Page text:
Here’s Why Your Facebook Post Reach Is So Low
Reach is one of those major concerns that affects everyone using social media. Reach is, quite literally, the number of people you reach with a post. On Facebook, specifically, there are three types of reach.
- Organic Reach. These are the people who see your posts based on you posting them. Whenever you post, a certain percentage of the people who follow you will see a story generated in their news feed. This also includes anyone who visits your page directly or sees your post embedded on a website.
- Viral Reach. These are the people who see your posts based on secondary engagement. For example, if one of your followers shares your post on their feed, everyone who sees the shared version is counted as viral reach. Viral reach is often rolled into Organic reach, as they are both forms of organic visibility.
- Paid Reach. These are the people who see your posts because you paid to put your post in front of them. When you boost a post or turn a post into an advertisement, anyone who sees the post and costs you money is part of your paid reach.
When we talk about reach declining, we’re generally talking about organic reach. Paid reach declines when your costs go up and you pay less for the same exposure, but there are a lot of different actions you can take to mitigate that. However, paid reach is still important, because paid reach can lead to actions that increase future organic reach.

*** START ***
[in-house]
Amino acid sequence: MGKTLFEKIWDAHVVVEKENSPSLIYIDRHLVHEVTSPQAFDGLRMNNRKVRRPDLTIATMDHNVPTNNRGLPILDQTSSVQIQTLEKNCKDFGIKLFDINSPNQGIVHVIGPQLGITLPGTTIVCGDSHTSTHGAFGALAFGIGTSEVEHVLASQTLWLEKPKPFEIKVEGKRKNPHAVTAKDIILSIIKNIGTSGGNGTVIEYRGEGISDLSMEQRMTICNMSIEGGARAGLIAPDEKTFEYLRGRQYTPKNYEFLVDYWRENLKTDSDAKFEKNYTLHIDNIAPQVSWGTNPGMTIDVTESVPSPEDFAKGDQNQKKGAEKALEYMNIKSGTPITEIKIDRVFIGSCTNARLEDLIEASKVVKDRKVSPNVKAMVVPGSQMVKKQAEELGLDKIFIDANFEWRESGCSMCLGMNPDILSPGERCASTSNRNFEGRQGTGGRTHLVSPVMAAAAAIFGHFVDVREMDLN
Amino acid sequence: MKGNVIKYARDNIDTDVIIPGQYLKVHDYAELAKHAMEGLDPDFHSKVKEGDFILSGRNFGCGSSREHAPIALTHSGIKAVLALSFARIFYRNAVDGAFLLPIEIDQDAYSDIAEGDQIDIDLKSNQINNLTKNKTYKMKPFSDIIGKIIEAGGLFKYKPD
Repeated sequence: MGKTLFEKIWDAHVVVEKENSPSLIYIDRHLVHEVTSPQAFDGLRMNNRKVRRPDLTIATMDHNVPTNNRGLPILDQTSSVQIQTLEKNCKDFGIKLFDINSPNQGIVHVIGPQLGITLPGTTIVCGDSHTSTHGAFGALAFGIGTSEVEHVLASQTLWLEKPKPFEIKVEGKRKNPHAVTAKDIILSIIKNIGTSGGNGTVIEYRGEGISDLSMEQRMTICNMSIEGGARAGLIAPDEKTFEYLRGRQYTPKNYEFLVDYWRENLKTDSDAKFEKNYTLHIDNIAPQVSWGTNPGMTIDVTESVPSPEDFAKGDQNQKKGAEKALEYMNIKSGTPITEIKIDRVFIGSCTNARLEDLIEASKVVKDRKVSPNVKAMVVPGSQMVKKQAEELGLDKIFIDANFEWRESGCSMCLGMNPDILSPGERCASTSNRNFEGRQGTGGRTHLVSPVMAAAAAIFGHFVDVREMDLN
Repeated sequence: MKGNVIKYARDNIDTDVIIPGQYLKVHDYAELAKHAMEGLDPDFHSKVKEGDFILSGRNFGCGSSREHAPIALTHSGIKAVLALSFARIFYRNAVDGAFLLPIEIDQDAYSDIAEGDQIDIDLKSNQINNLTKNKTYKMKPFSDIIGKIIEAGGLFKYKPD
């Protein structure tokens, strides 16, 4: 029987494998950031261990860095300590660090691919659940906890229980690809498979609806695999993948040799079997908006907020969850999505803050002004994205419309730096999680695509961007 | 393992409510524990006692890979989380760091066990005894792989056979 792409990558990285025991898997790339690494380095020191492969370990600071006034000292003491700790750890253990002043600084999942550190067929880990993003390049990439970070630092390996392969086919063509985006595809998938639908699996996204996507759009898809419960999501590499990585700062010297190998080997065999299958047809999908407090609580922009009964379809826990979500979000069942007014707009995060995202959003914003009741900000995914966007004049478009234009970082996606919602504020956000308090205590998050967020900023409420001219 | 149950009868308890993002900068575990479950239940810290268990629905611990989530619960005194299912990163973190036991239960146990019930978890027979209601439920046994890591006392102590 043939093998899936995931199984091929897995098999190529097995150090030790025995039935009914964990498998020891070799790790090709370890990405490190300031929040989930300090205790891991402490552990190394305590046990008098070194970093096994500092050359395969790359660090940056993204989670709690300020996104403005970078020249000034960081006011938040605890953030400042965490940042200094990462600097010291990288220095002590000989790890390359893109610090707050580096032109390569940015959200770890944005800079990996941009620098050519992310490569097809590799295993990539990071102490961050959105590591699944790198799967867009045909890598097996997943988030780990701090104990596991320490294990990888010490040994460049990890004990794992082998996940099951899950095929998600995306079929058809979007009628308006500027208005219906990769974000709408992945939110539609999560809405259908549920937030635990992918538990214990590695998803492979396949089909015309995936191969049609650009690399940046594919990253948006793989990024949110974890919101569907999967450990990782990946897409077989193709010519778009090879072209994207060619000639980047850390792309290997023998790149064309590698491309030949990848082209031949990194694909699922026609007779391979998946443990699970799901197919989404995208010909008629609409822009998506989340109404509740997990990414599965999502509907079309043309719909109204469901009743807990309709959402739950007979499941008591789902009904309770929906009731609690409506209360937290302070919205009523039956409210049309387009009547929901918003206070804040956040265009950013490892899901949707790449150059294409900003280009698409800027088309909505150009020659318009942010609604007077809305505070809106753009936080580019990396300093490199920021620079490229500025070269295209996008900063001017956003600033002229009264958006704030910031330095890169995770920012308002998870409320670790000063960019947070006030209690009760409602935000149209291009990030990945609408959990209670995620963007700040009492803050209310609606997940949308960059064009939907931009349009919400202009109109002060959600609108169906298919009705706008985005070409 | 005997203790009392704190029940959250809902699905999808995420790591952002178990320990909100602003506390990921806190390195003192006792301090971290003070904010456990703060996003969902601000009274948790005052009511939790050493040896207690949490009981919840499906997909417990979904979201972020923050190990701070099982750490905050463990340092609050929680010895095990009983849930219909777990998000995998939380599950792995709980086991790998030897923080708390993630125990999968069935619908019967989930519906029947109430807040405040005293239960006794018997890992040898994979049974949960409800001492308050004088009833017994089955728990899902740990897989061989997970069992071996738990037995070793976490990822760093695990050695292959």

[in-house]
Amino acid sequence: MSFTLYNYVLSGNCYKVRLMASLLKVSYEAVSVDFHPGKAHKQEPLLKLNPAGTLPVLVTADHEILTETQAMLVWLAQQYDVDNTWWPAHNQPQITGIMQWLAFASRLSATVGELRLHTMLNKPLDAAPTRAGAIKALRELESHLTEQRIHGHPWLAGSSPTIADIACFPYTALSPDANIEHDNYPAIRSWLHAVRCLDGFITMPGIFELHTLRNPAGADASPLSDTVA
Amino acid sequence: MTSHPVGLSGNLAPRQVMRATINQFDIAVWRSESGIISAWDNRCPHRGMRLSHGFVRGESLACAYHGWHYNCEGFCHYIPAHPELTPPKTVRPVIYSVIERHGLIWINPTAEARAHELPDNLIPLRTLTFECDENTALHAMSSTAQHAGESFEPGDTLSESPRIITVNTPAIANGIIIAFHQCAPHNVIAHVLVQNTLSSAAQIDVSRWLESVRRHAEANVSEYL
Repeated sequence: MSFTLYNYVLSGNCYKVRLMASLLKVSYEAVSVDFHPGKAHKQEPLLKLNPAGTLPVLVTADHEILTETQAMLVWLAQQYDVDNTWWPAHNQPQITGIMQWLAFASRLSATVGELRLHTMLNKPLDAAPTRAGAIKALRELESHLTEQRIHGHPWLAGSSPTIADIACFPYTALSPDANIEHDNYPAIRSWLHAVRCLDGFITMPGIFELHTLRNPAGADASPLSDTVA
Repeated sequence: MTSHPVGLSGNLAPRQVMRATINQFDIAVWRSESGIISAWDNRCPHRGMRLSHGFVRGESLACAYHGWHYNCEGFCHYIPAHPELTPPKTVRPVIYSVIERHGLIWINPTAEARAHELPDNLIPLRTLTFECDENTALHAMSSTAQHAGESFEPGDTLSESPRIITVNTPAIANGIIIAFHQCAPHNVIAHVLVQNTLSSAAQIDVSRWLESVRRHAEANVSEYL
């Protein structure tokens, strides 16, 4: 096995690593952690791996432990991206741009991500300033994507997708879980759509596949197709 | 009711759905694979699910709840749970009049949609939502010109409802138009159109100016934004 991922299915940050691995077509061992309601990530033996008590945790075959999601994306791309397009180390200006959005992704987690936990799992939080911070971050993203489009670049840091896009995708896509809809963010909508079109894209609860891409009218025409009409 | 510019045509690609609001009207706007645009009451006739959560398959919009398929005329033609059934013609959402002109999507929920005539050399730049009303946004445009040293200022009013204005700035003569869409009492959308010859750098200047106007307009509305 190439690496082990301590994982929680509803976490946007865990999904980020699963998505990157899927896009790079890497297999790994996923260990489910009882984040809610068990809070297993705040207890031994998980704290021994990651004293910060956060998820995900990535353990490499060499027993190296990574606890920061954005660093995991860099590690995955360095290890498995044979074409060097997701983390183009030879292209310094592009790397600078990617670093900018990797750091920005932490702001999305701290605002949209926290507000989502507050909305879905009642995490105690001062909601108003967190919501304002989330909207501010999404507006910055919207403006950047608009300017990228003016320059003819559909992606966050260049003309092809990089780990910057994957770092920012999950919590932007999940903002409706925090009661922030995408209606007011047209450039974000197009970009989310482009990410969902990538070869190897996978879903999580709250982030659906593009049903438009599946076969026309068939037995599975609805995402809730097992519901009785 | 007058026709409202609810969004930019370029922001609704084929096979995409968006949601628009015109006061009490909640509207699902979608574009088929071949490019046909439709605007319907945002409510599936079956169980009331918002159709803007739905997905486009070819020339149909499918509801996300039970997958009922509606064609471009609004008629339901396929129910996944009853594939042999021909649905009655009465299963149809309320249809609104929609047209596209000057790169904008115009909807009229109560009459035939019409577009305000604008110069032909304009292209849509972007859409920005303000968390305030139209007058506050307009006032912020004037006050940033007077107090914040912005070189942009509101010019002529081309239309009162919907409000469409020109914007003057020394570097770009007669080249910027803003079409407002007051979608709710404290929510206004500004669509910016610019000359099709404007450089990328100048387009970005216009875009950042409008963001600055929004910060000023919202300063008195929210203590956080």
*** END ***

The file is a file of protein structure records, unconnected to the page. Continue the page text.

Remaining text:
Before I get into the specific reasons you might be suffering from a lack of reach, you need to understand two things. The first is the Facebook Algorithm, often called EdgeRank. The second is the reality of competition on Facebook.
Years ago, Facebook’s algorithm was a simple machine known as EdgeRank. Over time, the algorithm has grown and evolved, to encompass more factors and to be more sophisticated. Despite this evolution, however, people still refer to it as EdgeRank. Whether you prefer EdgeRank or The Algorithm, the same factors still apply.
The algorithm basically creates a ranking for each and every person on Facebook. Since there are over a billion people on the site, and the vast majority of them will never see or interact with your brand, most of those people have a score of zero. They have a zero percent chance of seeing your posts, but that’s fine, because they’re not in an audience that matters. Who cares if your local Kansas plumbing business is seen by people in Zimbabwe? Facebook simplifies things by only considering people who are within a degree or two of separation from your business. Your followers, their friends, their friends’ friends, and so on.
The EdgeRank ranking is based on your relationship with the individual audience member and is calculated on a per-post basis. If the ranking is high enough, the user will see your post. If it’s not high enough, the post never appears in their feed, at least not directly. It can still appear based on paid or viral reach, but not pure organic reach.